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Discussion Starter #1 (Edited)
What exactly do I have? I went and tried to find the year for it the serial number is 9727xx there is no D in front of it. It say's police positive special 38 special ctg on the side.
My dad bought it used back in the early 70's. It still had the sticker on it from Leonards Department store for $93.50. I know he never shot it but I am not sure of the original owner. Thanks in advance for any info on it. IMG_0102.jpg IMG_0105.jpg
 

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Discussion Starter #3
Thanks for the info I tried to find that serial number without a D in front of it. So it is a 1968.
Without starting another thread any estimates on what it is worth? And will taking it out and shooting it hurt it's value any?
 

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Moss99, welcome to Coltforum, and thanks for showing us your Colt.

The Police Positive Special is a Colt D-frame revolver, rather undervalued by collectors, but making a comeback, IMHO.

They are really good shooters, terrific carry pieces and great examples of Colt's fine workmanship. They are one of my favorite Colts.

It looks like yours has a little bluing loss on the tip of the barrel ... or is that just the light reflecting off it? If there is ANY bluing loss or wear at all, in my opinion, firing it does not reduce its value at all, so long as you clean it really well afterwards. I prefer Eezox, followed by Renaissance Wax (run some searches for the techniques), and I like to use Murphy's Oil Soap, then Pledge Rejuvenating Polish on the wooden stocks, but any fine wood care products will be good for the stocks. The wooden stocks are the originals and are very attractive (to me), not the ugly (to me) stocks that are currently installed on the gun.

I may be in the minority on this issue, but I also think that it does not reduce the value of a LNIB Colt to fire it, run a couple boxes of ammo through it, so long as you clean it really well and do not do anything like drop it or tack up "WANTED" posters with the butt of the gun. That is because even the experts cannot tell the difference between an unfired [outside the factory] and a fired-a-few-times Colt. Colt test-fires all of its guns before they leave the factory.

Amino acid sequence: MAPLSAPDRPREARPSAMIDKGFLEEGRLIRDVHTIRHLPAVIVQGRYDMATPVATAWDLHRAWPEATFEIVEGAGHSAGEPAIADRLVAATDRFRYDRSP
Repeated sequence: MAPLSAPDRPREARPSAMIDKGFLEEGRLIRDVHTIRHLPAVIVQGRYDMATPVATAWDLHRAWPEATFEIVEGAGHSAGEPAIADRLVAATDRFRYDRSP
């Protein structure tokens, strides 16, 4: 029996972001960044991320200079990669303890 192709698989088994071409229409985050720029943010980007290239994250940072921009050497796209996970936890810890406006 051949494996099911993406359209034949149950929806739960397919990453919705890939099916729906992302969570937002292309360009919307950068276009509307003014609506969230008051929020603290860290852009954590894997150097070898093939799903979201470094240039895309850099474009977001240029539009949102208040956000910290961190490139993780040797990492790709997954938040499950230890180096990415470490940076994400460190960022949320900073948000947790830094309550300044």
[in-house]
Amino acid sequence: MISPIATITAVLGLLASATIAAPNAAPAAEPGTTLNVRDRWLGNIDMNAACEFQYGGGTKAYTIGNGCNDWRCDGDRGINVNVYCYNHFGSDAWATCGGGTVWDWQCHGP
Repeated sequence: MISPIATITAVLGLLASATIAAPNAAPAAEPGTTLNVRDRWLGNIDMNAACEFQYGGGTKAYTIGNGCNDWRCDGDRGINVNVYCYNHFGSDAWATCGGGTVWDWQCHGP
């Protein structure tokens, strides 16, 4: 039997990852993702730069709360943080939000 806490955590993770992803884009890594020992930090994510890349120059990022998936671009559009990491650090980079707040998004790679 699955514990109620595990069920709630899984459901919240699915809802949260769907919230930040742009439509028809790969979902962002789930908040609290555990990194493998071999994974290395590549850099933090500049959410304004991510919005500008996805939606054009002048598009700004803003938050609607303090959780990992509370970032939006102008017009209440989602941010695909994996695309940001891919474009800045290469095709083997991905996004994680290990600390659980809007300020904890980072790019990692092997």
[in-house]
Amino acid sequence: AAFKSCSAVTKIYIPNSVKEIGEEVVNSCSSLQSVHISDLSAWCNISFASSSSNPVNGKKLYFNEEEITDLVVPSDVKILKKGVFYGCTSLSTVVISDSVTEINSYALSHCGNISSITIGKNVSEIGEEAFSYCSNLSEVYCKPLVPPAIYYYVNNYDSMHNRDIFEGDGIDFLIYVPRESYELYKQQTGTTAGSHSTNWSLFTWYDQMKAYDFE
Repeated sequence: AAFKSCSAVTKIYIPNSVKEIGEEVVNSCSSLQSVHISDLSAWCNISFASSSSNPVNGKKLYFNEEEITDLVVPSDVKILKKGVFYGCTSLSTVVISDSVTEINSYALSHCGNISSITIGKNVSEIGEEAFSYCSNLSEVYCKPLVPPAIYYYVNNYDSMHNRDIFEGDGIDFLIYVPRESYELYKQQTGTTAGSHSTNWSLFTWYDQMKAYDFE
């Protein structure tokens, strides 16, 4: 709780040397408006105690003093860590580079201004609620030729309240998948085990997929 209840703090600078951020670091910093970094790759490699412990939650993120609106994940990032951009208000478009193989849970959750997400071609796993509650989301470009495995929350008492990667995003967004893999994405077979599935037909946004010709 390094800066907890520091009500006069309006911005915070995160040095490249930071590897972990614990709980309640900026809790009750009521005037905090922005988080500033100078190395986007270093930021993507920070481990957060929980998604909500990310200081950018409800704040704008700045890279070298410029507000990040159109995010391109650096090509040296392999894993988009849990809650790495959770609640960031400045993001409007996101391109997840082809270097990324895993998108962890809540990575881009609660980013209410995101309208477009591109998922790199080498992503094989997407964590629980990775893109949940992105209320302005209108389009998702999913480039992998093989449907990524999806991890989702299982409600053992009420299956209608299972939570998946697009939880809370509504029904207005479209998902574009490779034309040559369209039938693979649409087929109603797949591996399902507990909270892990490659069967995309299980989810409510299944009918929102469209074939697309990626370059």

If you put it in a leather holster, you pretty much guarantee wear on the bluing. Leather holsters are hard on blued guns; they are tanned with acids that do harm to the finish of the gun, and leather attracts moisture - which then rusts your fine Colt.

The box, which appears to be in excellent condition, and, if you have them, the original papers add some value.

The most recent Blue Book of Gun Values (just one guide, not the be-all and end-all of pricing) claims the revolver in 100% condition is worth $550. Sounds about right. You do not find many in 100% perfect new condition.

Since this gun has been in your family a long time, since new, I suggest that you treat is as a family heriloom. Use it as you wish, clean it well after every use, enjoy it, and be safe. When the time comes, pass it down to an interested member of the next generation in your family (your first-born?) with the request (that you cannot enforce) that the recipient keep it, never sell it, and eventually pass it down through the generations in your family.
 

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Discussion Starter #5
Thanks for all of the info. He kept in that holster with a towel wrapped around it. It traveled with him on long trips in the car. It had been setting in that holster for 40 years or so. I guess it looks good considering that.
I don't plan on selling it but just wanted to know what it was. The D thing kept throwing me on my research with the serial number.
Somebody recommended this site and they were correct about finding answers here.
I have enjoyed perusing this web site looking at the older Colt's.
i agree about the grips but that is what my Dad liked so I think I will leave them for now.
 

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I have a 1949 police positive special w/serial # 517xxx and it has no "D" prefix. I have yet to see a PPS with a "D" prefix. What year did they start using the prefix???

Thanks
 

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That is a fine little revolver. Mine is a liitle older and not as nice condition. You will get a ton of enjoyment outa that thing.
 

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Discussion Starter #8
Looking at the serial number chart looks like 1968 was supposed to be the first year. Mine is a 1968 model and it does not have the D prefix but the charts said it should.
 

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I have several PP's and they are one of my favorites. You can still get them in their original boxes, SN matching, for reasonable prices. If you stick to the original boxes and 95-98% bluing/ condition, then you are likely looking at a sleeper. This is my opinion only, since everyone runs after the Pythons and Anacondas, yet it only makes sense that the older Colts in excellent condition in their original boxes, will move up in value on the coat tails of the more popular models. I buy as many as I can since they are in the $500 + range and I stick to the 1st issue. You have to decide what you favor and then go after it. Please keep in mind condition is the #1 factor when buying any firearm. Best of luck to you...............:cool:


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Nice 38 sp



Rare .22 calber VGC
 
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